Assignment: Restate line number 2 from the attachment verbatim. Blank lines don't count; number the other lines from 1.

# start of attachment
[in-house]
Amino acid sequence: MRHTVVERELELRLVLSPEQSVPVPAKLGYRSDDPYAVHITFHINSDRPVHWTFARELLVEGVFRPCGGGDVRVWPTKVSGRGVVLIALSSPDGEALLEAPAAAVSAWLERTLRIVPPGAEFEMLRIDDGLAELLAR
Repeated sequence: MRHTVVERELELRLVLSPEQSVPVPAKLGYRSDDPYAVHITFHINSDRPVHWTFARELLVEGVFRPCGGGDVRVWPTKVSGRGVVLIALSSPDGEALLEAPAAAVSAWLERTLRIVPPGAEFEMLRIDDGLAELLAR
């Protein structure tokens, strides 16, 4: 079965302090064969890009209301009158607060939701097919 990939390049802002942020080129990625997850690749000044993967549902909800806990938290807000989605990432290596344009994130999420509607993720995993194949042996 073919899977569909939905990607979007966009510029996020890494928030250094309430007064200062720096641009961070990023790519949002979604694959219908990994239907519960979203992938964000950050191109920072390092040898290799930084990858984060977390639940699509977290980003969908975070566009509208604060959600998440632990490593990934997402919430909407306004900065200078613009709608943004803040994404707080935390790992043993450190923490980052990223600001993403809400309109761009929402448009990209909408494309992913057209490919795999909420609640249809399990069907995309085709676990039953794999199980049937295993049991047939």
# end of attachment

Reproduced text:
Amino acid sequence: MRHTVVERELELRLVLSPEQSVPVPAKLGYRSDDPYAVHITFHINSDRPVHWTFARELLVEGVFRPCGGGDVRVWPTKVSGRGVVLIALSSPDGEALLEAPAAAVSAWLERTLRIVPPGAEFEMLRIDDGLAELLAR